The median hip abduction (in flexion) in the group of hips thought to be clinically reduced was 71 degrees (range: 20 to 90 degrees) and in the group thought to be clinically dislocated was 63 degrees (range: 10 to 90 degrees) (P<0.001, Mann-Whitney U test). Notably, the hip abduction was ≥80 degrees in 106 hips (20.1%), indicating normal abduction despite the hip being in a frank dislocated position.
This study investigated the accuracy of clinical examination of newborn hips that are dislocated at rest. To our knowledge this is the first study that has prospectively explored this aspect of DDH practice, despite many national screening programmes being reliant on this examination. The hip was incorrectly identified as reduced in 14% of dislocated hips, by experienced examiners. Most of these were unilateral cases which, in theory, should be easier to detect on clinical examination than bilateral cases. This confirms a level of inaccuracy, even in expert hands, of this screening test. In clinical environments, the majority of baseline newborn physical examinations are not performed by “experts,” which may increase the proportion of dislocated hips which are missed on newborn clinical examination.12
It is interesting to note that hip abduction (in flexion) of 80 to 90 degrees was found in 106 dislocated hips (20%). This study confirms that clinical examination of the infant hip can be entirely normal even in the presence of frank hip dislocation. There is therefore no clinical screening technique, even in experienced hands, that could detect a proportion of newborn hip dislocations.
In those cases where the hip was correctly diagnosed as dislocated on clinical examination, reducibility had a similar level of inaccuracy (10.2%). This further questions the utility of clinical examination without the aid of ultrasound. The Ortolani maneuver only tests whether a dislocated hip is reducible and so dislocated irreducible hips can be easily missed.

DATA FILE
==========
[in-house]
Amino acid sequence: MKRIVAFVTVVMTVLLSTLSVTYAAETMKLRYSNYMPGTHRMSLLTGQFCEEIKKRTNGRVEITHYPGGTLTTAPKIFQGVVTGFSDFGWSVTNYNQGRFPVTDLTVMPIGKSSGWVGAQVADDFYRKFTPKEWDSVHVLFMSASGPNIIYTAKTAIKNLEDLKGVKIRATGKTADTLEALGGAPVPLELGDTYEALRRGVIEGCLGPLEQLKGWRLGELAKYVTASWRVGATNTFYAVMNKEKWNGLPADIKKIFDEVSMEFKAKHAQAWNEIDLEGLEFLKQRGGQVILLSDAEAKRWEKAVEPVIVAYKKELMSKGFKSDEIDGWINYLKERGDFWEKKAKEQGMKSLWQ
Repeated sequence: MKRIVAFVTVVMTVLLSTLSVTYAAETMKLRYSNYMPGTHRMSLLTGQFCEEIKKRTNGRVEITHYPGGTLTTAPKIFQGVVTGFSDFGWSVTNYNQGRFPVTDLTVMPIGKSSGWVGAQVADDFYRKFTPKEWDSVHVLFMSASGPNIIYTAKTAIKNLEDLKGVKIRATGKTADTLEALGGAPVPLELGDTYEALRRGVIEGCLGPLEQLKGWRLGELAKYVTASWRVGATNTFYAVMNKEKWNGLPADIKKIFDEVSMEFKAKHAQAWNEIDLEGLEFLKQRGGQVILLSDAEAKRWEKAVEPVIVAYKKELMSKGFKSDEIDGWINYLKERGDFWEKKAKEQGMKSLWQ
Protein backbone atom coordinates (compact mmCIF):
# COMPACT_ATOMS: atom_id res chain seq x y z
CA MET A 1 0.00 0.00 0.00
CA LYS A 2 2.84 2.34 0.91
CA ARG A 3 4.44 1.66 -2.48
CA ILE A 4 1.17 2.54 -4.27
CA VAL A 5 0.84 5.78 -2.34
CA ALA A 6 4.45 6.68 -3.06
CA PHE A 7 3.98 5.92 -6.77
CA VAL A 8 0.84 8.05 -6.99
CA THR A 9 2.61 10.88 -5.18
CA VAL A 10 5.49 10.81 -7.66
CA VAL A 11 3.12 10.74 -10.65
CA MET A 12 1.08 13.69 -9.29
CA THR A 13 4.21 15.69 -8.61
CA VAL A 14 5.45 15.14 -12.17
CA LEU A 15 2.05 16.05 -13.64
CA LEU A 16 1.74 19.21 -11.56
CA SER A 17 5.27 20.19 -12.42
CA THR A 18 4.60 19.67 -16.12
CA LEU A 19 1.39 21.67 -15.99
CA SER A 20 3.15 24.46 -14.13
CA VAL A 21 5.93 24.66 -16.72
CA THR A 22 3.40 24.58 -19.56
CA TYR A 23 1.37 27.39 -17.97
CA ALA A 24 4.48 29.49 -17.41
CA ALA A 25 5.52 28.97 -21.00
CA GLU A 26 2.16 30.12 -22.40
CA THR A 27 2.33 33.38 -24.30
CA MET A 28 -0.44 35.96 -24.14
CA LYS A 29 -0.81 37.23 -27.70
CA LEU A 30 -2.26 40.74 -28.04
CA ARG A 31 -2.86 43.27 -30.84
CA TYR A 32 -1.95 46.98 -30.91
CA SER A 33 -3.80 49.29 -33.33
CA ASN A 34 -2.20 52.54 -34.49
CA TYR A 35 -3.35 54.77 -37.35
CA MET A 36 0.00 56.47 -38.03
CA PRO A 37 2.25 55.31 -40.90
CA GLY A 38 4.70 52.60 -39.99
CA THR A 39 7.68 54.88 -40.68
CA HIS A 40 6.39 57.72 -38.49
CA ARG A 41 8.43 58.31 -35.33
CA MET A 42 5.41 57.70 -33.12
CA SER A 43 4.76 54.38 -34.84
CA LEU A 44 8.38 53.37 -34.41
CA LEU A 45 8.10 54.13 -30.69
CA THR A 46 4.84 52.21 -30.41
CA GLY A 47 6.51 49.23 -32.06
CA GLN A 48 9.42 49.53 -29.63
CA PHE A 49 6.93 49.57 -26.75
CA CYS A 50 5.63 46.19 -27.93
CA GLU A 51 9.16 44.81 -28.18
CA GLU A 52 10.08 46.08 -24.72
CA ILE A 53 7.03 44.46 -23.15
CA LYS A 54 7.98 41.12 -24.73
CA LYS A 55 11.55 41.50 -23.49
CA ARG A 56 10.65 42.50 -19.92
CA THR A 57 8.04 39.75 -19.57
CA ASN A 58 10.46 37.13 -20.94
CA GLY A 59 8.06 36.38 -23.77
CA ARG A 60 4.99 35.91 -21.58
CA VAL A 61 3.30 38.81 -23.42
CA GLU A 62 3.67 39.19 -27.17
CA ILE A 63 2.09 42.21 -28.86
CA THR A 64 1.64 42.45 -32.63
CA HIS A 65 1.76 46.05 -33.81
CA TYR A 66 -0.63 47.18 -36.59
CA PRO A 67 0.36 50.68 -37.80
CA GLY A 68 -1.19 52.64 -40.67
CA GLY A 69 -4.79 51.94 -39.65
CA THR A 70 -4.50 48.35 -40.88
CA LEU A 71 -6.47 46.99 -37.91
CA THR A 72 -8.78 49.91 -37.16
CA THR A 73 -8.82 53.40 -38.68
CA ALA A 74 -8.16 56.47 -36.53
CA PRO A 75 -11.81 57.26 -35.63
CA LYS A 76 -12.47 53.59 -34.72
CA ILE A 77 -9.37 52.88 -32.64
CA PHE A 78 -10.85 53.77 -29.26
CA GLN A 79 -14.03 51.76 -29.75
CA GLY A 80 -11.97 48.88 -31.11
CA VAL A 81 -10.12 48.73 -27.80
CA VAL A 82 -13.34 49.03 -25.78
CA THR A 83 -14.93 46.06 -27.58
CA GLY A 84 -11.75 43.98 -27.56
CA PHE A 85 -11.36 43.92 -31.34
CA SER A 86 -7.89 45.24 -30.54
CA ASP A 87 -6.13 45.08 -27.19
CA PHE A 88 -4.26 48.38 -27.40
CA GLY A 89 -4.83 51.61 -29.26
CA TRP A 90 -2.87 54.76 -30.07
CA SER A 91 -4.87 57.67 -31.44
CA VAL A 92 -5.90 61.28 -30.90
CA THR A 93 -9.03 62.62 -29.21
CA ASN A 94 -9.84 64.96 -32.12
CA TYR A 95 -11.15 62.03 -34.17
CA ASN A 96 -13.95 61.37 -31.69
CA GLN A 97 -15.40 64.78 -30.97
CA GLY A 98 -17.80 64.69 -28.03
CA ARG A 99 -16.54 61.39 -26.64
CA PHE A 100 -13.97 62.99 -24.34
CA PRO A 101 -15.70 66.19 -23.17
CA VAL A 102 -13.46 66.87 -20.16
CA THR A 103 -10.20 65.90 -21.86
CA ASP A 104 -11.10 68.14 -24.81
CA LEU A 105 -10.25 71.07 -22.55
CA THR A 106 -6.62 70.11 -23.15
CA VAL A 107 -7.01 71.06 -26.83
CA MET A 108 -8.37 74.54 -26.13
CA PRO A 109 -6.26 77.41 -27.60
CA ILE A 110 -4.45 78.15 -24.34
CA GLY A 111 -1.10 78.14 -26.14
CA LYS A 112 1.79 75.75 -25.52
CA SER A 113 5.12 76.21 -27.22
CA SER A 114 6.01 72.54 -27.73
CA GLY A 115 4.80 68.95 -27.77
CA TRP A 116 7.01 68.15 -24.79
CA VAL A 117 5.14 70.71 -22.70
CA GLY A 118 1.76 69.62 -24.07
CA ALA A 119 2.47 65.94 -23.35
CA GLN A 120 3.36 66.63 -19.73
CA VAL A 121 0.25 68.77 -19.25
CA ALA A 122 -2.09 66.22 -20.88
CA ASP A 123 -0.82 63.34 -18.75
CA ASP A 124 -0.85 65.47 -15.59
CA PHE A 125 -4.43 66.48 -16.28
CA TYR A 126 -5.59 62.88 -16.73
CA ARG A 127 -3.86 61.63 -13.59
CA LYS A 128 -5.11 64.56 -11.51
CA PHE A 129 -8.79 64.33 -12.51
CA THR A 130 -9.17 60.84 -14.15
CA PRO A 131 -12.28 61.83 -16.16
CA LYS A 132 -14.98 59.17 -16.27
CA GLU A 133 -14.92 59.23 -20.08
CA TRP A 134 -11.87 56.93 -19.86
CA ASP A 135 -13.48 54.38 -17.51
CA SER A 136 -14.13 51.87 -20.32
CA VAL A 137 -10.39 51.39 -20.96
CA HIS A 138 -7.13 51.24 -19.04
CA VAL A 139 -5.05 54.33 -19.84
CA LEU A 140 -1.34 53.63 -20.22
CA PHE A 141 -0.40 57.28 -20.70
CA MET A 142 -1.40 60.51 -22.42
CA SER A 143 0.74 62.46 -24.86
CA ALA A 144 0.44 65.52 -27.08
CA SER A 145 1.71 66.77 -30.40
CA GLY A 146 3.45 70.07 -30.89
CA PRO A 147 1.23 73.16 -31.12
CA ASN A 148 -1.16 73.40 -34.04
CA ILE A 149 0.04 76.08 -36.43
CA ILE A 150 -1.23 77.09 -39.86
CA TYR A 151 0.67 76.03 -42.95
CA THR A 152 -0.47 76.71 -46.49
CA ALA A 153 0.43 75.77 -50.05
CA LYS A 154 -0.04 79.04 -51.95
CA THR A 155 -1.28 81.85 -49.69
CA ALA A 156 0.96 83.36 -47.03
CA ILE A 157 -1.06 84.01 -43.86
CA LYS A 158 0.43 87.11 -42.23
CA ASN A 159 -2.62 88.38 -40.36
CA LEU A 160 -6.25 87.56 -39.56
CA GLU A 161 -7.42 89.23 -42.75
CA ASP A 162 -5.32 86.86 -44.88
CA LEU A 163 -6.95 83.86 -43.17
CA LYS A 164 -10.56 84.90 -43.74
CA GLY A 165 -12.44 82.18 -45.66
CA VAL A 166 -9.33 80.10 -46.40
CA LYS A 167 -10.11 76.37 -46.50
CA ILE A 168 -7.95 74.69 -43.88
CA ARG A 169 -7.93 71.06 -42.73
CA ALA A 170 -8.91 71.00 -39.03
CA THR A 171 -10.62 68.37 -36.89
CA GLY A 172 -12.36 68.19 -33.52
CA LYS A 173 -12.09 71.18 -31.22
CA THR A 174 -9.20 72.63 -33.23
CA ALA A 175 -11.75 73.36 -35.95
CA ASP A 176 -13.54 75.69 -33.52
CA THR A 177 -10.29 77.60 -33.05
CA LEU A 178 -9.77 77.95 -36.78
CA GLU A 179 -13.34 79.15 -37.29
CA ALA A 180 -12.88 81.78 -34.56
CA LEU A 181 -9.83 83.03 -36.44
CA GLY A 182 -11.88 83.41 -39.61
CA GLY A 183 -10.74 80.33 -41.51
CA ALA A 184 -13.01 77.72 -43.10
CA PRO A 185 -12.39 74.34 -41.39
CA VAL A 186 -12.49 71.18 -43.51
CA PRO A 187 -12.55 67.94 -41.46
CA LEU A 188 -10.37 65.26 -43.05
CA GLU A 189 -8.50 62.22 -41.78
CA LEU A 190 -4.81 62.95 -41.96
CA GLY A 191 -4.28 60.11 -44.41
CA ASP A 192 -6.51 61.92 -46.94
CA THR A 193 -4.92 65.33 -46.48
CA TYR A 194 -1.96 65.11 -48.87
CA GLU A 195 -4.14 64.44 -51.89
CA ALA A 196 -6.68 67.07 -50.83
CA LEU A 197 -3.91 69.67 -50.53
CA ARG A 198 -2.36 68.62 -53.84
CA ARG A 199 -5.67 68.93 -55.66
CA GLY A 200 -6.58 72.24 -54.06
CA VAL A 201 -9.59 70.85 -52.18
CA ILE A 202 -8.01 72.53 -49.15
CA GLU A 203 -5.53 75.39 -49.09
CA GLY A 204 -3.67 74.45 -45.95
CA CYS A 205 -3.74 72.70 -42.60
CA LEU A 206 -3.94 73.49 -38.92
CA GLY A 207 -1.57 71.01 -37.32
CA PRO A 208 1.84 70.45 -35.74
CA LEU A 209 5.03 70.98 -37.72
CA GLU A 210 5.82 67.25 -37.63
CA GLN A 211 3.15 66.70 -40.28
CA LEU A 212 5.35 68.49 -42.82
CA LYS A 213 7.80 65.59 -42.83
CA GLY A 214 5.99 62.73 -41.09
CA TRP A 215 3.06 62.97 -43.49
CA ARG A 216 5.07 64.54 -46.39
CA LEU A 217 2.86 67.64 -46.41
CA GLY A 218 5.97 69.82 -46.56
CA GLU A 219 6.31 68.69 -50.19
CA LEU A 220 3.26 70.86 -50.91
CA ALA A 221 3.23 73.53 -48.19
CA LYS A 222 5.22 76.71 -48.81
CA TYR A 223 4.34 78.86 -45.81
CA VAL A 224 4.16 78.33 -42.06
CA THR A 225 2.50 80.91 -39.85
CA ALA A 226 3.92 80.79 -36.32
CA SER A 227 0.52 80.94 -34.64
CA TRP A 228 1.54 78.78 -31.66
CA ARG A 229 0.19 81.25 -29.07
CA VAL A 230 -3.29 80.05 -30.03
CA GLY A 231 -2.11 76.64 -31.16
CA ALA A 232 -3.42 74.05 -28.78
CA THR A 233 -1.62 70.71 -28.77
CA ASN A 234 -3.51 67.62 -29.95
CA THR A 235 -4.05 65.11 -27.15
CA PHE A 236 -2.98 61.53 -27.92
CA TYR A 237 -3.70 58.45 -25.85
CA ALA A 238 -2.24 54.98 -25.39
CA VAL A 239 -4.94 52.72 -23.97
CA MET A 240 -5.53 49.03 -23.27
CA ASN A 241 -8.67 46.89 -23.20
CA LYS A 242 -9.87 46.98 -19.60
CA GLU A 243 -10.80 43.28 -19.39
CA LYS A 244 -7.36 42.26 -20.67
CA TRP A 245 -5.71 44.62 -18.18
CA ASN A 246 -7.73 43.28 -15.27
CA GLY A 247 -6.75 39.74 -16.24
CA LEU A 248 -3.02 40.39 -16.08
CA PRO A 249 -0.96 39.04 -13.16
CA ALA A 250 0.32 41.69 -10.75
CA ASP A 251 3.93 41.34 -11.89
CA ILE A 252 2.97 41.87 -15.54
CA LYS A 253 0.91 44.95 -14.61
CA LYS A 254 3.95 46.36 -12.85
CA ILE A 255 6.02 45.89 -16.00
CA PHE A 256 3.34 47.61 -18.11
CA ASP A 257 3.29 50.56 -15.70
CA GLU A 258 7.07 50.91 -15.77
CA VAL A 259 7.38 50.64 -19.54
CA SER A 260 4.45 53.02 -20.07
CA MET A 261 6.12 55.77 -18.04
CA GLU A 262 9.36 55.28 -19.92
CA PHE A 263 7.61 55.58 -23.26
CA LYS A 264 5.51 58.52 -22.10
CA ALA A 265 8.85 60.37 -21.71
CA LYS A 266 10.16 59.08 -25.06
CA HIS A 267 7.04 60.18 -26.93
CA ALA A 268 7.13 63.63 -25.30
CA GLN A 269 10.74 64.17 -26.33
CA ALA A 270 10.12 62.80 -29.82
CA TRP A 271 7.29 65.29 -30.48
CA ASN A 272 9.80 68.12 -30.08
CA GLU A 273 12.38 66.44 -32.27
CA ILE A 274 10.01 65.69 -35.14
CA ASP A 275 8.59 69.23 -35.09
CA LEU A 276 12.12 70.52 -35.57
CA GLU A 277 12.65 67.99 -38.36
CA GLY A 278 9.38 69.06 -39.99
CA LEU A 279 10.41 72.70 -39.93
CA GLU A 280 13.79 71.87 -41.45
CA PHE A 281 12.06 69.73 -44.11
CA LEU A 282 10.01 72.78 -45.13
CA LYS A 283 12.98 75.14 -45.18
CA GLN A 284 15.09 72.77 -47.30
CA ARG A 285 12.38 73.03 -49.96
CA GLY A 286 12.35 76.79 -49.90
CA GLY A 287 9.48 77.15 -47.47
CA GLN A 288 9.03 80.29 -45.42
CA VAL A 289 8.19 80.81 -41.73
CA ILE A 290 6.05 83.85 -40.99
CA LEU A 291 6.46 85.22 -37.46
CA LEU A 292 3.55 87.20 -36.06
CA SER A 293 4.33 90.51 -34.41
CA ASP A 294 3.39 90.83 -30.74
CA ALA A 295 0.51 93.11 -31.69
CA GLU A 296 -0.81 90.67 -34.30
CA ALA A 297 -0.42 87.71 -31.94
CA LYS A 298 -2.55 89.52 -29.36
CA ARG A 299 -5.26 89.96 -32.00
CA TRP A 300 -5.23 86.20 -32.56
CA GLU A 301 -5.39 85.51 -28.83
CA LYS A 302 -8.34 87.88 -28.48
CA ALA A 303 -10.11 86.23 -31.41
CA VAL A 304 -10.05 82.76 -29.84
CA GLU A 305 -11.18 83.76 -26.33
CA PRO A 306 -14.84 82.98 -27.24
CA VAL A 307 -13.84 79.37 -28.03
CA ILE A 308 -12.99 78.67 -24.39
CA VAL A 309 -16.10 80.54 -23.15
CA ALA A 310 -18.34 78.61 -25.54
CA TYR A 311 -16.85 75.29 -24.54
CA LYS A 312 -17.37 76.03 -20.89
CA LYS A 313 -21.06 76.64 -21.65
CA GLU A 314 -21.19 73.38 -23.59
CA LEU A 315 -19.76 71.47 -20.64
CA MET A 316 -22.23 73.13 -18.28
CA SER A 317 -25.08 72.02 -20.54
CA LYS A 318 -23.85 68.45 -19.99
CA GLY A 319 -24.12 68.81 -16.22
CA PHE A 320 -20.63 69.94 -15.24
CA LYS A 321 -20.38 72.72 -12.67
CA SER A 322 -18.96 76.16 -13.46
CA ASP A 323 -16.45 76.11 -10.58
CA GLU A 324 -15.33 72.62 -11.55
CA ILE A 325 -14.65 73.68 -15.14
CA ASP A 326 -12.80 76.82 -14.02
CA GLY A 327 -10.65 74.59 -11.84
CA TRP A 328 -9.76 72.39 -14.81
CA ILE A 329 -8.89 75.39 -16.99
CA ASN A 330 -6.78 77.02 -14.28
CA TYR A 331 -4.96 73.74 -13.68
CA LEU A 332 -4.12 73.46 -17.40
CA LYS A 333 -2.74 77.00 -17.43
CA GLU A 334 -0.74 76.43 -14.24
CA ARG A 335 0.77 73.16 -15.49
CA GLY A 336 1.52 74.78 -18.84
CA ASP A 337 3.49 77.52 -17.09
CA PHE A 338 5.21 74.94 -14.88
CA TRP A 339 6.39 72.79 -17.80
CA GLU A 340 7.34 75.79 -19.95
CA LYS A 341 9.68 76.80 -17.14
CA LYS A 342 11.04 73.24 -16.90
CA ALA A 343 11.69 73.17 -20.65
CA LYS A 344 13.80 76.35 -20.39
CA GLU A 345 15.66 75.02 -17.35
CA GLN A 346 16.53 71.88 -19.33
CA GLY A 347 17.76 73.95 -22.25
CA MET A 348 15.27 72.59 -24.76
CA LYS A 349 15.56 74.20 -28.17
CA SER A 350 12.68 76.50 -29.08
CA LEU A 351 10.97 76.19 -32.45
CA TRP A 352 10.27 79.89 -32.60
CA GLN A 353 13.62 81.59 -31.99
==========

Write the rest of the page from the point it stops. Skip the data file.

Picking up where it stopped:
The most notable limitation of this study is the missing documentation of clinical findings in 134 hips, which forced this number to be excluded. Data included in this study is from the inception of the international database, whereby some early data was incomplete, in keeping with the early learning curve of a multinational study group. Despite this being a prospective study, it is observational and not formally blinded nor randomized. As such, clinicians may in some instances have had knowledge of the USS result before performing their clinical examination. Any such potential bias would have falsely elevated the accuracy of clinical examination. Therefore, the misdiagnosis rate of 14% is likely to be an underestimation of the true value.
Hip abduction was not measured using a goniometer and clinical accuracy is somewhat limited. Exact abduction values are useful for research purposes however clinical practice simply requires an appreciation for restricted movement. Some dislocated hips were missed clinically despite having documentation of restricted abduction. This reinforces that reduced hip abduction, even in isolation and in newborns, deserves more attention during clinical examination. This study did not include subluxed hips or those with stable dysplasia, which may have even more subtle clinical findings, yet are still associated with morbidity if untreated. Further work should assess the agreement between USS and clinical examination across the entire spectrum of infant hip dysplasia—not just those with confirmed hip dislocation.
This study has confirmed, for the first time in the literature, that even experienced examiners have difficulty in diagnosing whether a newborn hip is reduced or dislocated. Clinical signs of DDH in newborns can be subtle or absent even in the presence of frank hip dislocation. The optimal screening method for DDH is yet to be sought, but this study questions the utility of relying on clinical examination alone to guide further investigation.
The authors thank the International Hip Dysplasia Study Group for compiling the multinational data and for providing input on the final manuscript. They would also like to acknowledge the funding received from the International Hip Dysplasia Institute (IHDI), I’m a HIPpy Foundation, Pediatric Orthopaedic Society of North America (POSNA) Registry Grant, and Canadian Orthopaedic Foundation.